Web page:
An investment fund affiliated with an employee union will force Bank of America to ask investors to approve or reject a policy of making executives whole for real estate losses incurred in connection to corporate relocations.
The controversy began when Bank of America disclosed that it had agreed to reimburse mortgage chief Barbara Desoer for any loss on the sale of her home. Desoer was moving from North Carolina, where Bank of America is based, to California to run Countrywide, the mortgage company the bank had acquired.
Change to Win, an investment group affliliated with the Service Employees International Union, is asking shareholders to bar any similar executive benefits in the future. The bank tried to have this excluded from its proxy, claiming that the union was micromanaging its compensation policy, but the SEC rejected this argument.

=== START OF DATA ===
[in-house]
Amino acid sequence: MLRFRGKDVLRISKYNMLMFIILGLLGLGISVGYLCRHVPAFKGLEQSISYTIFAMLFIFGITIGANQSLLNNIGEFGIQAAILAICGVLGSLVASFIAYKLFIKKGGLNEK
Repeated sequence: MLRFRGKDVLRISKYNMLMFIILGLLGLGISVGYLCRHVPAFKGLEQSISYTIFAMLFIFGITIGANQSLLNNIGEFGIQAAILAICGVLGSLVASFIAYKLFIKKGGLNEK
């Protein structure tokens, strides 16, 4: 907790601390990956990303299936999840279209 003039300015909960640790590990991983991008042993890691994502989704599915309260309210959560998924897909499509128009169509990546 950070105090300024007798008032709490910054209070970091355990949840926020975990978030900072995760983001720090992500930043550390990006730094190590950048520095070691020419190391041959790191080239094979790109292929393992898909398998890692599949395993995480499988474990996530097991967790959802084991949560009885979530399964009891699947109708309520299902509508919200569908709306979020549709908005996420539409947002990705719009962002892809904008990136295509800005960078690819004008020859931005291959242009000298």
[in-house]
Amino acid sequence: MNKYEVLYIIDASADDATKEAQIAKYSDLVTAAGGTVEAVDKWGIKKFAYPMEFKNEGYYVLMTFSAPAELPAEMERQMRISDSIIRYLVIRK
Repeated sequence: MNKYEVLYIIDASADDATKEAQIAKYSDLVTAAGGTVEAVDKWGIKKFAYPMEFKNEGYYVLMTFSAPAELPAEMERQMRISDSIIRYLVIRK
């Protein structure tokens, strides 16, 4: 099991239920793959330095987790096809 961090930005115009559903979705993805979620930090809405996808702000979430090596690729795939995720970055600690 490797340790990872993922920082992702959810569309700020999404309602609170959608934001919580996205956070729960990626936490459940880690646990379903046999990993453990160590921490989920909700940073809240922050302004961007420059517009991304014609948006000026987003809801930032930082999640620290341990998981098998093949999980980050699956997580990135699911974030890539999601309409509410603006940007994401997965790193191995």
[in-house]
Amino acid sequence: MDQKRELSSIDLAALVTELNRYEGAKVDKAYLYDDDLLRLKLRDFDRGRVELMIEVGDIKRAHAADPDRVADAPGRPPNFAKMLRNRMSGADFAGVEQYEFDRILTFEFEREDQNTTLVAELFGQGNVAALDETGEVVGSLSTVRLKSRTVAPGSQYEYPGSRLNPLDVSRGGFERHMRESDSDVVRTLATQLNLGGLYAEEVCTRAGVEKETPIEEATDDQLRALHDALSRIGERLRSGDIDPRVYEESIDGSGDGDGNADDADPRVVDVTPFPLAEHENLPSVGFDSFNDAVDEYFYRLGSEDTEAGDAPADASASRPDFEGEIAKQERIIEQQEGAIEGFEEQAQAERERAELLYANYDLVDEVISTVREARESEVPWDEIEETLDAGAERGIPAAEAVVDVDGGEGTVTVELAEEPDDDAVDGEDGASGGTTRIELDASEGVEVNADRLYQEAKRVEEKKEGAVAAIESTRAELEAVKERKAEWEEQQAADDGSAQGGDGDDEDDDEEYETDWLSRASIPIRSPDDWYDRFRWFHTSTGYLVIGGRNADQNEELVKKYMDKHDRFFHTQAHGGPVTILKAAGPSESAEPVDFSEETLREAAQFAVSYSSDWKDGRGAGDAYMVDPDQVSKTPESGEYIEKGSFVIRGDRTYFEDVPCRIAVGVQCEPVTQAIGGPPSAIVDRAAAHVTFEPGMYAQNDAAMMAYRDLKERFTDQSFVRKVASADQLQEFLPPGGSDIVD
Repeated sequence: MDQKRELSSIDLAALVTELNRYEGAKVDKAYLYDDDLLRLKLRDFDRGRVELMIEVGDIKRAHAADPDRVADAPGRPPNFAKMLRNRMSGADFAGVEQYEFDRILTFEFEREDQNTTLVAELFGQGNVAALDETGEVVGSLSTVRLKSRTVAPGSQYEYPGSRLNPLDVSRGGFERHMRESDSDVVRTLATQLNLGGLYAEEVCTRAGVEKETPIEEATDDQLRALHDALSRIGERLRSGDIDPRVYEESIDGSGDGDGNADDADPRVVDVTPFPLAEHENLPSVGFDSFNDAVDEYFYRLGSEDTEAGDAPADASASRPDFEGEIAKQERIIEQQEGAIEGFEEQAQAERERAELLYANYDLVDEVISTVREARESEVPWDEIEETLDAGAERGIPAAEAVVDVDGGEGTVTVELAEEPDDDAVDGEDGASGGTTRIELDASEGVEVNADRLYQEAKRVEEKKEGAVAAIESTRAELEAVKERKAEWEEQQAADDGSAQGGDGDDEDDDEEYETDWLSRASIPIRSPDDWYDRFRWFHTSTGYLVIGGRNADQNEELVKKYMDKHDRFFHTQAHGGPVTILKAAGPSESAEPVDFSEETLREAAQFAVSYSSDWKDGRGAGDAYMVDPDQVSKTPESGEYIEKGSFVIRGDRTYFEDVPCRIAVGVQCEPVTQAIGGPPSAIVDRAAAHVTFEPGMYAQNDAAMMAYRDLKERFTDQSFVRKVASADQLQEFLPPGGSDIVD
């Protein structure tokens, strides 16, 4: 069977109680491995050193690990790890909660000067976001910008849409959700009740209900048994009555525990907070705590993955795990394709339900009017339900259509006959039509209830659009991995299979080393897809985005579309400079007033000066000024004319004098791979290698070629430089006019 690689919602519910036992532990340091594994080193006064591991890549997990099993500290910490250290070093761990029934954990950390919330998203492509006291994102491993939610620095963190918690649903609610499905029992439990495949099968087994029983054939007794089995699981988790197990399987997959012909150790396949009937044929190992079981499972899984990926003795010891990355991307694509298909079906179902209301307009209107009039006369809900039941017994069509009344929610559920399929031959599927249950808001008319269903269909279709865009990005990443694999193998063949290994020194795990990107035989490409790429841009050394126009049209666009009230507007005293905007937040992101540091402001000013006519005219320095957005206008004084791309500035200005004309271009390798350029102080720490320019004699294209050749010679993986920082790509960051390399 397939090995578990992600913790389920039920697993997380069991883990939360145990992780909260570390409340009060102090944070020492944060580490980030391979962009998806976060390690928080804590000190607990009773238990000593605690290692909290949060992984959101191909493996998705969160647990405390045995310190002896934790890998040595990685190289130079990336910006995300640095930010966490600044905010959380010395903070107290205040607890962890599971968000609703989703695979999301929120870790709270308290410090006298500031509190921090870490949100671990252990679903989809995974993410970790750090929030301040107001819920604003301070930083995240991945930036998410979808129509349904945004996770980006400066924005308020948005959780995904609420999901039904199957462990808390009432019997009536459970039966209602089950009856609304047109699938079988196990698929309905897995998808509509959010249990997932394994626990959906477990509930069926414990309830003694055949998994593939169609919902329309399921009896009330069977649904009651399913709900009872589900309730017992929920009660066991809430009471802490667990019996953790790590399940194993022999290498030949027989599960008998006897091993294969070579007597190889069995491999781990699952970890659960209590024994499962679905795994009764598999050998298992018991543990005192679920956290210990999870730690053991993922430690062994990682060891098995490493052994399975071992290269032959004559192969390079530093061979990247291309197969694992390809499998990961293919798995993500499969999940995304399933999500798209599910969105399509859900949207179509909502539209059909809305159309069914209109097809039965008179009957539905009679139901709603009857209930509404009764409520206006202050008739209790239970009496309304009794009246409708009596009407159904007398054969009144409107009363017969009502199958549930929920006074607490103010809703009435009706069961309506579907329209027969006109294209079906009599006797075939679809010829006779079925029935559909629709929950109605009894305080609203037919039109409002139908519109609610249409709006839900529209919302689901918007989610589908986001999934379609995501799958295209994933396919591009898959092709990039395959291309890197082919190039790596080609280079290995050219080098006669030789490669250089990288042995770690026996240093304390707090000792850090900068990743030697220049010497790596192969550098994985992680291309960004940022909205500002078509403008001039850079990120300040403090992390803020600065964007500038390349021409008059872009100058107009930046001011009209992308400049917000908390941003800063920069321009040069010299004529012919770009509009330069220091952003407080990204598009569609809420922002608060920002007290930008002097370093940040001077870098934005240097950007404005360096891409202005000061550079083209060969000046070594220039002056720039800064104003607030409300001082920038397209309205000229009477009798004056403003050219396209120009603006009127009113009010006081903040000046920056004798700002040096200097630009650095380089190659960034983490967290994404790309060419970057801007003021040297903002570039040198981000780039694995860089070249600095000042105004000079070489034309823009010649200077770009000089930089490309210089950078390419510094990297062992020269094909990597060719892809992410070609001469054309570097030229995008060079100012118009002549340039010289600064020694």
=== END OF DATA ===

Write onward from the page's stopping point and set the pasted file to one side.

Regardless of the legal merits of Change to Win’s position, it is clear that the union group is not advocating this position as an ordinary shareholder. The overall cost of relocating Desoer and making her whole on her home sale loss isn’t even a blip on balance sheet of Bank of America.
What’s really happening here is a complex dance between Bank of America’s management and the union—at the expense of shareholders. Unions want more say on how executives are compensated so that they can better negotiate the pay of their members. The basic deal is: raise union employee pay or we’ll make it difficult to pay your executives.
The loser in all this is the ordinary shareholder of Bank of America.
Executives will be paid, union workers will be paid, and shareholders will see a smaller dividend.
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